An Appeal For Theological Affirmation
THE renewal of Christian witness and mission requires constant examination of the assumptions shaping the Church’s life. Today an apparent loss of a sense of the transcendent is undermining the Church’s ability to address with clarity and courage the urgent tasks to which God calls it in the world. This loss is manifest in a number of pervasive themes. Many are superficially attractive, but upon closer examination we find these themes false and debilitating to the Church’s life and work. Among such themes are:
1. Modern thought is superior to all past forms of understanding reality, and is therefore normative for Christian faith and life.
2. Religious statements are totally independent of reasonable discourse.
3. Religious language refers to human experience and nothing else, God being humanity’s noblest creation.
4. Jesus can only be understood in terms of contemporary models of humanity.
5. All religions are equally valid; the choice among them is not a matter of conviction about truth but only of personal preference or lifestyle.
6. To realize one’s potential and to be true to oneself is the whole meaning of salvation.
7. Since what is human is good, evil can adequately be understood as failure to realize human potential.
8. The sole purpose of worship is to promote individual self-realization and human community.
9. Institutions and historical traditions are oppressive and inimical to our being truly human; liberation from them is required for authentic existence and authentic religion.
10. The world must set the agenda for the Church. Social, political and economic programs to improve the quality of life are ultimately normative for the Church’s mission in the world.
11. An emphasis on God’s transcendence is at least a hindrance to, and perhaps incompatible with, Christian social concern and action.
12. The struggle for a better humanity will bring about the Kingdom of God.
13. The question of hope beyond death is irrelevant or at best marginal to the Christian understanding of human fulfillment. (1)
There seem to be a lot of seeds here. Shades of post-liberalism, radical orthodoxy, and emergent Christianity are plenty. Though many conservative Christians, especially fundamentalists, are stuck in their own varieties of modernism, this seems to be a clear shot across the bow of liberal (think Enlightenment-worshipping) Christianity. Such Christianities are still alive in both the mainline Protestant denominations and elsewhere. They were admirably dismissed by H. Richard Niebuhr, who summarized their basic assumptions as, “A God without wrath brought men without sin into a kingdom without judgment through the ministrations of a Christ without a cross.”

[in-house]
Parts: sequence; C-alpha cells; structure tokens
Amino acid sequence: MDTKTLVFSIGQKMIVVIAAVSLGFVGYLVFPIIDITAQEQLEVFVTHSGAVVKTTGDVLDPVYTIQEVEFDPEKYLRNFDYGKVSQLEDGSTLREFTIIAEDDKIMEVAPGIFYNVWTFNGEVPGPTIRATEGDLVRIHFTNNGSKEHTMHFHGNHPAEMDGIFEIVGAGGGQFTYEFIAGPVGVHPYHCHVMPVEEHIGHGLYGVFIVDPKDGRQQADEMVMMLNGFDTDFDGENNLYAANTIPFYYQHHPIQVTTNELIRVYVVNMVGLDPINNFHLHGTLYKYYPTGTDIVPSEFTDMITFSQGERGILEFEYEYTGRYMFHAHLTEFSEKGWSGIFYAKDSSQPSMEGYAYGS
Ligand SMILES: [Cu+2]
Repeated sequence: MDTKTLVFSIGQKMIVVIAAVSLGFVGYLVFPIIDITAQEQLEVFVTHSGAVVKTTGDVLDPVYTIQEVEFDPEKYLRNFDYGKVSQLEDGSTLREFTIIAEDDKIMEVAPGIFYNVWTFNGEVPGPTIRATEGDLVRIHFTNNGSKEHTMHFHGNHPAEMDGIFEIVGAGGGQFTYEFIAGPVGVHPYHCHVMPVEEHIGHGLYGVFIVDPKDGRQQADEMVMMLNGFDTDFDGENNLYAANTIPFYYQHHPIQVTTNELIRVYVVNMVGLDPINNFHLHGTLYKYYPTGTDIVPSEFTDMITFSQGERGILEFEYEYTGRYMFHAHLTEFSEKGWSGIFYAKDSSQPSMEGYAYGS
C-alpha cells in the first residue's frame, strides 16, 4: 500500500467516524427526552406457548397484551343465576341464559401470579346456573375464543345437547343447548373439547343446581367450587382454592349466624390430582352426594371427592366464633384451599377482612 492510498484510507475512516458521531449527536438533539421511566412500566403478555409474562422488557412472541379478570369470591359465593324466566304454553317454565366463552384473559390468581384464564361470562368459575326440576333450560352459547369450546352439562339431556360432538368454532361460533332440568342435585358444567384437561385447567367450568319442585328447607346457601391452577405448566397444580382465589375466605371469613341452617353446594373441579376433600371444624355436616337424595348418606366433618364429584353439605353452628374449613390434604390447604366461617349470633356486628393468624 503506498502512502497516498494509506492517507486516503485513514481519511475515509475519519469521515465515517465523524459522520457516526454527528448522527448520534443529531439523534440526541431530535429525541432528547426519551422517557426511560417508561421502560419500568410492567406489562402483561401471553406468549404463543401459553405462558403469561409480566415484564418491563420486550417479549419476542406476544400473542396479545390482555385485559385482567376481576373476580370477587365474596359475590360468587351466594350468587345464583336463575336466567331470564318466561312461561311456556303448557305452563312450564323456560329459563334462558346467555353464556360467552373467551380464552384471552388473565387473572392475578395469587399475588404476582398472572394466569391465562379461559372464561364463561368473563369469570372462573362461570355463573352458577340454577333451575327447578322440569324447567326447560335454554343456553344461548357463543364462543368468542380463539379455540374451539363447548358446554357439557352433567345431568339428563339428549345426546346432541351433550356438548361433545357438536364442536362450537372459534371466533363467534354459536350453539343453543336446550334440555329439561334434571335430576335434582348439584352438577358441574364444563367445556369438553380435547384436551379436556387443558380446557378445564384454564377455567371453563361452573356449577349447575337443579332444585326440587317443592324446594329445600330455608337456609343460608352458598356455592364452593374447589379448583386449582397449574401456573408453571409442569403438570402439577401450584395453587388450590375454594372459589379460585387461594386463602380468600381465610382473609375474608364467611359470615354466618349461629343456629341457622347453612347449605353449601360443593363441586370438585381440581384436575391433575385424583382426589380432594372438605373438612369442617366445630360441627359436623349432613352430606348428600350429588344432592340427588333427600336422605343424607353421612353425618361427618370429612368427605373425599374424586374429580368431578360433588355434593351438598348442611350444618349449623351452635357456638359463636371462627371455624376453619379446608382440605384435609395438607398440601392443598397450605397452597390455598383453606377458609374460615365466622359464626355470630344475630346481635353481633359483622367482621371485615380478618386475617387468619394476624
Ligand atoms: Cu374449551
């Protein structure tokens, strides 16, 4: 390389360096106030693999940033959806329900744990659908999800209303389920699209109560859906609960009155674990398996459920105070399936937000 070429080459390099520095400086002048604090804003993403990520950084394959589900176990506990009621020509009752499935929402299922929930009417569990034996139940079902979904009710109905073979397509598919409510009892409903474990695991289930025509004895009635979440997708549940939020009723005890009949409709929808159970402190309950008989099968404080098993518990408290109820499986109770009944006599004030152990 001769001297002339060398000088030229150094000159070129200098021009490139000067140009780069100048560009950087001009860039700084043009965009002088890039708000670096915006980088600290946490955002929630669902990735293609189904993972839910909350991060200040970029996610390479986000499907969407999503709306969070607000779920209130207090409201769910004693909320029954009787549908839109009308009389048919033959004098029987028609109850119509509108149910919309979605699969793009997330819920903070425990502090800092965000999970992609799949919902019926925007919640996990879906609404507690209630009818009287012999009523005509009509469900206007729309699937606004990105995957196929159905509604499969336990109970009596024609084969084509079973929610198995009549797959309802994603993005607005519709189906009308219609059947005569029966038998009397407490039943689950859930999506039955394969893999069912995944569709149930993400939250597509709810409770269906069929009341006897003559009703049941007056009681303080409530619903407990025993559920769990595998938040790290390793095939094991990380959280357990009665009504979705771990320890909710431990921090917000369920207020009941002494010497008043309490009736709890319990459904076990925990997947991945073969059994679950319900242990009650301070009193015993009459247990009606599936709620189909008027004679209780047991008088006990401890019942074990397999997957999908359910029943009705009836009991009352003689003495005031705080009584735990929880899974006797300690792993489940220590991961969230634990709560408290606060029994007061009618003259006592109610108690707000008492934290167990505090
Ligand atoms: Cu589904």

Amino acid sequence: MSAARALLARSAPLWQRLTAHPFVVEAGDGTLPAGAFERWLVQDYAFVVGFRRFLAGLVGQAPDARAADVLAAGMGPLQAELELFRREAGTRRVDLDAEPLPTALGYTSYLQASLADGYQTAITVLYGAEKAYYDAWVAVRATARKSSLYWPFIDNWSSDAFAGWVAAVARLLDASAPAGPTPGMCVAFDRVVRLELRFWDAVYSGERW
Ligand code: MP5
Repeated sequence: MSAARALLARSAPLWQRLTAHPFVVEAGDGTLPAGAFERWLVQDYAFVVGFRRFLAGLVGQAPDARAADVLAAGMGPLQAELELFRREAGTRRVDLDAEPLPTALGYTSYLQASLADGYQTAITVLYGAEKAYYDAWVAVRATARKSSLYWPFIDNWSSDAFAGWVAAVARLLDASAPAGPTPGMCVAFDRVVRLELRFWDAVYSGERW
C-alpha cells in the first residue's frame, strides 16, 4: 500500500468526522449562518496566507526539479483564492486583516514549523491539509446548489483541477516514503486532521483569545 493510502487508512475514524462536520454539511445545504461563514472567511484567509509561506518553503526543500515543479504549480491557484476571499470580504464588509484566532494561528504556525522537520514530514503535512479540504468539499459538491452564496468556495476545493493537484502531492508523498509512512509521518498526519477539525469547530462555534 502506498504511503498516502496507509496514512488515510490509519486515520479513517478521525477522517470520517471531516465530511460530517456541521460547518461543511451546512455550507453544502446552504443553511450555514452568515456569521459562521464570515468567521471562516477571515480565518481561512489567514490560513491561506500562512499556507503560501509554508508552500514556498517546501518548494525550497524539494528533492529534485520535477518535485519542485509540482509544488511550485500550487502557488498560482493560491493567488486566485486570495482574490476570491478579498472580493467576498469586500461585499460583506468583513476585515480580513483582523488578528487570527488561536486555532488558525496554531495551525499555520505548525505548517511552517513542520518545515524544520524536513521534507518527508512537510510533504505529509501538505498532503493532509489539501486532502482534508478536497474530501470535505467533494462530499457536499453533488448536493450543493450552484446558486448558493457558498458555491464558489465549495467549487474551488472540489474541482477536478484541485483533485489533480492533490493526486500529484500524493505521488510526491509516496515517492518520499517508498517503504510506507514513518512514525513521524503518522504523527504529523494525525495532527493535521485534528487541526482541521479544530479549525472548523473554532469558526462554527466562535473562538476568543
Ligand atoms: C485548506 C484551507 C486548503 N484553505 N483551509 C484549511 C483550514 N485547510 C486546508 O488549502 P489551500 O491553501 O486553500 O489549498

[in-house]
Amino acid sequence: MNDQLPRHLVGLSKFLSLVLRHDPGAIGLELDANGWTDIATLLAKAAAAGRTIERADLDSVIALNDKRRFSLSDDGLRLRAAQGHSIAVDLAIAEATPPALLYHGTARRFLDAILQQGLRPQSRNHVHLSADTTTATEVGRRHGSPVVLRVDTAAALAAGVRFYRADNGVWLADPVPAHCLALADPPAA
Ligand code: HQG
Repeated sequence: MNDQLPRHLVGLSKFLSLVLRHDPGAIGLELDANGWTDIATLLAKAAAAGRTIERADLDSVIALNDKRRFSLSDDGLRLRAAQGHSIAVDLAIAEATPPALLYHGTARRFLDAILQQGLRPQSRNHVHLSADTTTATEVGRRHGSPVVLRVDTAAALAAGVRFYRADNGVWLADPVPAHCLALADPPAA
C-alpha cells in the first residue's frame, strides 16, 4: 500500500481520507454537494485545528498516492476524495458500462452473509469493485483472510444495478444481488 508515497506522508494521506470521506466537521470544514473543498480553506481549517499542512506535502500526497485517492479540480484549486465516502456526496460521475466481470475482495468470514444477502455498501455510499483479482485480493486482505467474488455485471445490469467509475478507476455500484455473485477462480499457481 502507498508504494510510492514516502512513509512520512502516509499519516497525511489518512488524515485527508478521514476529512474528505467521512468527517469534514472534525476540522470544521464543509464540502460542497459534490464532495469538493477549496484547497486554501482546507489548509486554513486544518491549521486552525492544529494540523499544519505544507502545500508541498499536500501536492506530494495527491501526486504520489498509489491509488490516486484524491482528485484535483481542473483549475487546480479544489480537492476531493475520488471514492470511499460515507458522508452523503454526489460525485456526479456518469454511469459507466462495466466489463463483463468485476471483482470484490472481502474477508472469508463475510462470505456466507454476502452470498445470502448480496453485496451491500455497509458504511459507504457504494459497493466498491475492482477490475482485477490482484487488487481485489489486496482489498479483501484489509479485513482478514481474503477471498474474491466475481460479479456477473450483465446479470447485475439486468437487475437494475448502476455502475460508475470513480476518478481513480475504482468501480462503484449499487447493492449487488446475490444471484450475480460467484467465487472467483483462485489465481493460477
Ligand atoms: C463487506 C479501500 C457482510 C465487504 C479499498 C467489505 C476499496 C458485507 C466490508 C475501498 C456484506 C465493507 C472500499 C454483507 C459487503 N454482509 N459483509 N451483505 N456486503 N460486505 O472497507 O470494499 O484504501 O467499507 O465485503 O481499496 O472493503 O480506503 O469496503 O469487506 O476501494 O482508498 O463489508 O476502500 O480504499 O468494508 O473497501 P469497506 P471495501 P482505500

Yeah, I know it’s old news. But for those of us attracted to these ideas today, it is interesting to see the early stages of later seminal works like The Nature of Doctrine. Do these affirmations hold up 40 years later, or were they wrong from the start?
I want to highlight a recently (re-)posted article by Joseph Bottum at First Things. He reflects on being Christian in light of both modern and postmodern sensibilities. I admit that philosophy is not a strong point of mine, and I will need another couple of readings to really digest this, but it is worth your time. Here is a sample:
Of course believers are tempted, when they hear postmodern deconstructions of modernity, to argue in support of modernity. After all, believers share with modern nonbelievers a trust in the reality of truth. They affirm the efficacy of human action, the movement of history towards a goal, the possibility of moral and aesthetic judgments. But believers share with postmoderns the recognition that truth rests on a faith that has itself been the sole subject of the long attack of modern times. The most foolish thing believers could do is to make concessions now to a modernity that is already bankrupt (and that despises them anyway) and thus to make themselves subject to a second attack—the attack of the postmodern on the modern. Faithful believers are not responsible for the emptiness of modernity. They struggled against it for as long as they could, and they must not give in now. They must not, at this late date, become scientific, bureaucratic, and technological; skeptical, self-conscious, and self-mocking.